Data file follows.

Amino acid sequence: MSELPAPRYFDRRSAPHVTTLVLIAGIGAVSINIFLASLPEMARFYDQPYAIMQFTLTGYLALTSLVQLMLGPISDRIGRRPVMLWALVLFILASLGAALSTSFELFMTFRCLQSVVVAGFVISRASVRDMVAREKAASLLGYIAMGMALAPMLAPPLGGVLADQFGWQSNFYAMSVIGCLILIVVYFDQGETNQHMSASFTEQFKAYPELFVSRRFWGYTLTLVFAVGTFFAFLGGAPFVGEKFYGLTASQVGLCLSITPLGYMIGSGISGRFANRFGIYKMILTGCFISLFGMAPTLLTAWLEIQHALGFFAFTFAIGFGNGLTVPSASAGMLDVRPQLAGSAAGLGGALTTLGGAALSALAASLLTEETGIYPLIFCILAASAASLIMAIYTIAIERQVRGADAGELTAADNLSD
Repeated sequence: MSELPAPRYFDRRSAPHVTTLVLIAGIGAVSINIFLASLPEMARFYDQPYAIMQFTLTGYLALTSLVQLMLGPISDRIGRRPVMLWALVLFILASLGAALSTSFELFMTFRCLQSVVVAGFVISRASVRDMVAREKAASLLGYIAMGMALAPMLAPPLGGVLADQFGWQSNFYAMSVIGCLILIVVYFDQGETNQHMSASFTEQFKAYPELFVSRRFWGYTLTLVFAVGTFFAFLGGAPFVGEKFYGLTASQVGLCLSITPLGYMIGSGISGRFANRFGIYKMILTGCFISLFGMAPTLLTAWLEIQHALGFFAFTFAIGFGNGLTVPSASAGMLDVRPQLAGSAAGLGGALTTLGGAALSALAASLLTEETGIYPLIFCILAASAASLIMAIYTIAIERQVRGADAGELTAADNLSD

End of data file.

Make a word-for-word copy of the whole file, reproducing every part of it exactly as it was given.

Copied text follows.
Amino acid sequence: MSELPAPRYFDRRSAPHVTTLVLIAGIGAVSINIFLASLPEMARFYDQPYAIMQFTLTGYLALTSLVQLMLGPISDRIGRRPVMLWALVLFILASLGAALSTSFELFMTFRCLQSVVVAGFVISRASVRDMVAREKAASLLGYIAMGMALAPMLAPPLGGVLADQFGWQSNFYAMSVIGCLILIVVYFDQGETNQHMSASFTEQFKAYPELFVSRRFWGYTLTLVFAVGTFFAFLGGAPFVGEKFYGLTASQVGLCLSITPLGYMIGSGISGRFANRFGIYKMILTGCFISLFGMAPTLLTAWLEIQHALGFFAFTFAIGFGNGLTVPSASAGMLDVRPQLAGSAAGLGGALTTLGGAALSALAASLLTEETGIYPLIFCILAASAASLIMAIYTIAIERQVRGADAGELTAADNLSD
Repeated sequence: MSELPAPRYFDRRSAPHVTTLVLIAGIGAVSINIFLASLPEMARFYDQPYAIMQFTLTGYLALTSLVQLMLGPISDRIGRRPVMLWALVLFILASLGAALSTSFELFMTFRCLQSVVVAGFVISRASVRDMVAREKAASLLGYIAMGMALAPMLAPPLGGVLADQFGWQSNFYAMSVIGCLILIVVYFDQGETNQHMSASFTEQFKAYPELFVSRRFWGYTLTLVFAVGTFFAFLGGAPFVGEKFYGLTASQVGLCLSITPLGYMIGSGISGRFANRFGIYKMILTGCFISLFGMAPTLLTAWLEIQHALGFFAFTFAIGFGNGLTVPSASAGMLDVRPQLAGSAAGLGGALTTLGGAALSALAASLLTEETGIYPLIFCILAASAASLIMAIYTIAIERQVRGADAGELTAADNLSD